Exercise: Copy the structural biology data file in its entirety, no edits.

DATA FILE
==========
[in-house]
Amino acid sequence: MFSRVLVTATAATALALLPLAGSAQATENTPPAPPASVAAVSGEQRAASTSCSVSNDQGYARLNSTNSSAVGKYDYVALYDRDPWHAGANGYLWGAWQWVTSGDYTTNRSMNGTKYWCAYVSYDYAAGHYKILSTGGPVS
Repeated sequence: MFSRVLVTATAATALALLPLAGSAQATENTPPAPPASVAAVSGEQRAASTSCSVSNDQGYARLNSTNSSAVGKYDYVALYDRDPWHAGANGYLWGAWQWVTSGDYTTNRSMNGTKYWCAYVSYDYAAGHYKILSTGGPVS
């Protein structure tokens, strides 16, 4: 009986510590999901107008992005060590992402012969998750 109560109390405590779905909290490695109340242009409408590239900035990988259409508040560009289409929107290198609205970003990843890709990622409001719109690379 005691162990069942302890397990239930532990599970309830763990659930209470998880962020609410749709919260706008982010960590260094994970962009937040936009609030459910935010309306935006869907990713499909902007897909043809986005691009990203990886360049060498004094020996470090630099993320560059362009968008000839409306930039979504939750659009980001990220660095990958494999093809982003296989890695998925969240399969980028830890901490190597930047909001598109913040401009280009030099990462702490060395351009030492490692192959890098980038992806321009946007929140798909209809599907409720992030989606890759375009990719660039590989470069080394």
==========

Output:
[in-house]
Amino acid sequence: MFSRVLVTATAATALALLPLAGSAQATENTPPAPPASVAAVSGEQRAASTSCSVSNDQGYARLNSTNSSAVGKYDYVALYDRDPWHAGANGYLWGAWQWVTSGDYTTNRSMNGTKYWCAYVSYDYAAGHYKILSTGGPVS
Repeated sequence: MFSRVLVTATAATALALLPLAGSAQATENTPPAPPASVAAVSGEQRAASTSCSVSNDQGYARLNSTNSSAVGKYDYVALYDRDPWHAGANGYLWGAWQWVTSGDYTTNRSMNGTKYWCAYVSYDYAAGHYKILSTGGPVS
């Protein structure tokens, strides 16, 4: 009986510590999901107008992005060590992402012969998750 109560109390405590779905909290490695109340242009409408590239900035990988259409508040560009289409929107290198609205970003990843890709990622409001719109690379 005691162990069942302890397990239930532990599970309830763990659930209470998880962020609410749709919260706008982010960590260094994970962009937040936009609030459910935010309306935006869907990713499909902007897909043809986005691009990203990886360049060498004094020996470090630099993320560059362009968008000839409306930039979504939750659009980001990220660095990958494999093809982003296989890695998925969240399969980028830890901490190597930047909001598109913040401009280009030099990462702490060395351009030492490692192959890098980038992806321009946007929140798909209809599907409720992030989606890759375009990719660039590989470069080394």